Choosing an Approved Driving Instructor
What is an ADI?
ADI stands for Approved Driving Instructor – the person who will teach you to drive and (fingers crossed!) help you pass your test. All ADIs will have undertaken training and be approved by the Driver and Vehicle Standards Agency (DVSA) in order to conduct learner driver training. You can tell if a person is an ADI as they are required to display a green ADI certificate on their windshield while training. If a pink certificate is displayed this indicates that they are a trainee, and are getting teaching experience before they pass their instructors exam.
Choosing an ADI
ADIs can be self-employed, or work for huge, national franchises. It can be daunting at first when deciding who to choose to teach you to drive. However, there are some things you should consider:
If it’s a driving school with a number of ADI, check that you will be taught by the same person every time
Sometimes word of mouth is the best form of advertising. Ask other people who they have used and whether they would recommend them and why
Don’t always go for the cheapest lessons, as this may turn out to be false economy. Only 47 per centof L drivers passed first time in 2015, so it’s important to find out what their pass rate is and what their test check grade is
Ask them what car you will be learning in and make sure that it is suitable for your needs. It’s a good idea to choose one that is similar in size, power and fuel type to the one you will use in private practice
It might be cost effective to go for a block booking but have a few lessons first to ensure that the ADI is right for you
If you are unhappy with your ADI don’t be afraid to change as they will be teaching to a set syllabus
Ask whether they use a training log book and whether they support private practice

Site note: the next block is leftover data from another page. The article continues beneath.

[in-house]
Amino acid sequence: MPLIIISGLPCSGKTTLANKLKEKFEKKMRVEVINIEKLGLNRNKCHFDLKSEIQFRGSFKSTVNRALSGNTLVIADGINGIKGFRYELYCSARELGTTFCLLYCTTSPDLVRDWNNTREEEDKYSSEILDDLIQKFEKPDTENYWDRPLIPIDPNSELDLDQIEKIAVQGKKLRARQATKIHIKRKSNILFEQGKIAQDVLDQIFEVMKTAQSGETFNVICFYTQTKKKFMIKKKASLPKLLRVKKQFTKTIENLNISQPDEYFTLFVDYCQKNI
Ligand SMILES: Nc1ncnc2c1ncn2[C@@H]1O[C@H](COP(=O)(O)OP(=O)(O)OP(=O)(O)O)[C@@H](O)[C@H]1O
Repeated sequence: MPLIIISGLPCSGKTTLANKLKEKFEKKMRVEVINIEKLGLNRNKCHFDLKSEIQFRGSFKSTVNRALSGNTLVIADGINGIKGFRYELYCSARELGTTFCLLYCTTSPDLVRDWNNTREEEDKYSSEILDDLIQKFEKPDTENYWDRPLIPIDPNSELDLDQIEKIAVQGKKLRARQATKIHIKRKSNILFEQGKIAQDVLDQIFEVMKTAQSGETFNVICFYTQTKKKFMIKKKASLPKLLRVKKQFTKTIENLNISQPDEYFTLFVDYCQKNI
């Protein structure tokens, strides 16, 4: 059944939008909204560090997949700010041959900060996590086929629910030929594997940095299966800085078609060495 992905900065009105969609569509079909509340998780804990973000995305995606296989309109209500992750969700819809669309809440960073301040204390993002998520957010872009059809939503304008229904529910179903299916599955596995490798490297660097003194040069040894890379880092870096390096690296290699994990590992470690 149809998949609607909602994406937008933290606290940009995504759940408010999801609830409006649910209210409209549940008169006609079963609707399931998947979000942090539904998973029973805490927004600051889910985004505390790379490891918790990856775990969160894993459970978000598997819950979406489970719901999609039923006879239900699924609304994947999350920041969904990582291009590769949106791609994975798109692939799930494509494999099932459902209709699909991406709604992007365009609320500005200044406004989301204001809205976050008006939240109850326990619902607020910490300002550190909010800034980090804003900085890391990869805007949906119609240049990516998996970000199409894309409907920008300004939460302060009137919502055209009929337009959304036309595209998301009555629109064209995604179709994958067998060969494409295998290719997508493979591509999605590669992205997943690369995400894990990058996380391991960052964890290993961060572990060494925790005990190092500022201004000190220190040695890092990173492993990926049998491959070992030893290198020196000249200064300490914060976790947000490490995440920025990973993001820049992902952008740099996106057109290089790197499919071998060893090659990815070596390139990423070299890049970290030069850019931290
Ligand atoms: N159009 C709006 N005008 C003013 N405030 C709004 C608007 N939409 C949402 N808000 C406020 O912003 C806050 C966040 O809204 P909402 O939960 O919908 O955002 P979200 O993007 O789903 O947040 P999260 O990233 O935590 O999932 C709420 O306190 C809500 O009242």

It is worth considering an ADI who undertakes Continuous Professional Development (CPD) or who has agreed to abide by the ADI Code of Practice scheme (CoP)
Unless you only ever intend to drive an automatic car, we would recommend that you learn in a manual vehicle. This is because if you pass your test in an automatic, you are prohibited from driving a manual vehicle.
Did you know?
ADIs have to undergo an assessment (known as a check test) of their teaching ability at least once every four years.
There is now a much greater emphasis on something called ”client centred learning”. This is based on the belief that people learn better when they work things out for themselves rather than simply being told what to do. Since 2014 ADIs are assessed on three main areas: Lesson planning, risk management and teaching and learning skills. They are then graded either A, B or Fail. We recommend that you choose an instructor who has an A grade if possible as the check test indicates how effective they can teach people to drive.
Before April 2014 ADIs were assessed in a different way and were graded 0-6. They will use these grades until they are reassessed. Where this is the case, look to use an ADI who is graded 5 or 6.
Finding an ADI
You can find your nearest driving instructor here.